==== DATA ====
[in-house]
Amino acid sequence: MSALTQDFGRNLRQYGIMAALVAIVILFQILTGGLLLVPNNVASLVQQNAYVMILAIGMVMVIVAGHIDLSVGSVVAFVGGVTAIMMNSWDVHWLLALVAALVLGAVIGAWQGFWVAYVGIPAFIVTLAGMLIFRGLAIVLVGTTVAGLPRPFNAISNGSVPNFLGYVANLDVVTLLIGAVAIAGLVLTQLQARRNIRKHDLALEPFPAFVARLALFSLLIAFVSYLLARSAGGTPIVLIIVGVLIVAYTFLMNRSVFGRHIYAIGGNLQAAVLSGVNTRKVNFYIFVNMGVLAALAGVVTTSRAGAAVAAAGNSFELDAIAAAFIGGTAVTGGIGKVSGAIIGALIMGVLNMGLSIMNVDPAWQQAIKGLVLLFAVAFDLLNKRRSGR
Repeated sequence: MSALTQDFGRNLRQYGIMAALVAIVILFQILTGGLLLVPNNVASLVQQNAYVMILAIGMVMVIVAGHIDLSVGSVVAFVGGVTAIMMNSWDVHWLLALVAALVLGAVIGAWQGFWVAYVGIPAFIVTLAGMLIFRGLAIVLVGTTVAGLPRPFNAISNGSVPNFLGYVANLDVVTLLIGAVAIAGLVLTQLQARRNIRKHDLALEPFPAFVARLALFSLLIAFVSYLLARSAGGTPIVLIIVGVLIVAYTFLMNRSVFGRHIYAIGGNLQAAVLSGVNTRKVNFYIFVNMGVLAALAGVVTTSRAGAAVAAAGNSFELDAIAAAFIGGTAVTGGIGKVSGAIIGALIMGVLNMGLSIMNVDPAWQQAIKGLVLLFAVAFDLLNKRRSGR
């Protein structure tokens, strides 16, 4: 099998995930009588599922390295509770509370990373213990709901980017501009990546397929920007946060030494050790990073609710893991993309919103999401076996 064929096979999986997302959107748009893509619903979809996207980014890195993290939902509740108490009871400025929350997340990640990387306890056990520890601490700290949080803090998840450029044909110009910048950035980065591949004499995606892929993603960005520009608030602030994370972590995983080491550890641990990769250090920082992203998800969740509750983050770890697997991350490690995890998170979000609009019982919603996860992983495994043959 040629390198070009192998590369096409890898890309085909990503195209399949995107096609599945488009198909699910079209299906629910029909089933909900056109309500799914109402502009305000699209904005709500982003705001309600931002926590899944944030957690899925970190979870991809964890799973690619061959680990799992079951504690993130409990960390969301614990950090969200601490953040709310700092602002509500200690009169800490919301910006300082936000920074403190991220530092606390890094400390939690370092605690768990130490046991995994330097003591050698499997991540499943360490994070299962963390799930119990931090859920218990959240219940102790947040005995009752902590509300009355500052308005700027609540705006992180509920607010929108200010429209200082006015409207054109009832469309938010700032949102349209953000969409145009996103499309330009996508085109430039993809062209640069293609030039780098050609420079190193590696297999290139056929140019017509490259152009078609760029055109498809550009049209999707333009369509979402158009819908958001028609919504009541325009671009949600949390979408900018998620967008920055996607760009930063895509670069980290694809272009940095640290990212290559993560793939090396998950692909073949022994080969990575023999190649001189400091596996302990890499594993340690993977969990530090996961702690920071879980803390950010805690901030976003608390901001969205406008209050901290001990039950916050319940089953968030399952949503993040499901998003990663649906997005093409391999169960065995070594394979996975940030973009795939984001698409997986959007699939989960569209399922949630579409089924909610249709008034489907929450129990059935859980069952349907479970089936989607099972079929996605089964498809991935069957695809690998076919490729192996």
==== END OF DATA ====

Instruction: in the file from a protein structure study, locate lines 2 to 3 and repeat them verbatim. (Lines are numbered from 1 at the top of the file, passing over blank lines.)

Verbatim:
Amino acid sequence: MSALTQDFGRNLRQYGIMAALVAIVILFQILTGGLLLVPNNVASLVQQNAYVMILAIGMVMVIVAGHIDLSVGSVVAFVGGVTAIMMNSWDVHWLLALVAALVLGAVIGAWQGFWVAYVGIPAFIVTLAGMLIFRGLAIVLVGTTVAGLPRPFNAISNGSVPNFLGYVANLDVVTLLIGAVAIAGLVLTQLQARRNIRKHDLALEPFPAFVARLALFSLLIAFVSYLLARSAGGTPIVLIIVGVLIVAYTFLMNRSVFGRHIYAIGGNLQAAVLSGVNTRKVNFYIFVNMGVLAALAGVVTTSRAGAAVAAAGNSFELDAIAAAFIGGTAVTGGIGKVSGAIIGALIMGVLNMGLSIMNVDPAWQQAIKGLVLLFAVAFDLLNKRRSGR
Repeated sequence: MSALTQDFGRNLRQYGIMAALVAIVILFQILTGGLLLVPNNVASLVQQNAYVMILAIGMVMVIVAGHIDLSVGSVVAFVGGVTAIMMNSWDVHWLLALVAALVLGAVIGAWQGFWVAYVGIPAFIVTLAGMLIFRGLAIVLVGTTVAGLPRPFNAISNGSVPNFLGYVANLDVVTLLIGAVAIAGLVLTQLQARRNIRKHDLALEPFPAFVARLALFSLLIAFVSYLLARSAGGTPIVLIIVGVLIVAYTFLMNRSVFGRHIYAIGGNLQAAVLSGVNTRKVNFYIFVNMGVLAALAGVVTTSRAGAAVAAAGNSFELDAIAAAFIGGTAVTGGIGKVSGAIIGALIMGVLNMGLSIMNVDPAWQQAIKGLVLLFAVAFDLLNKRRSGR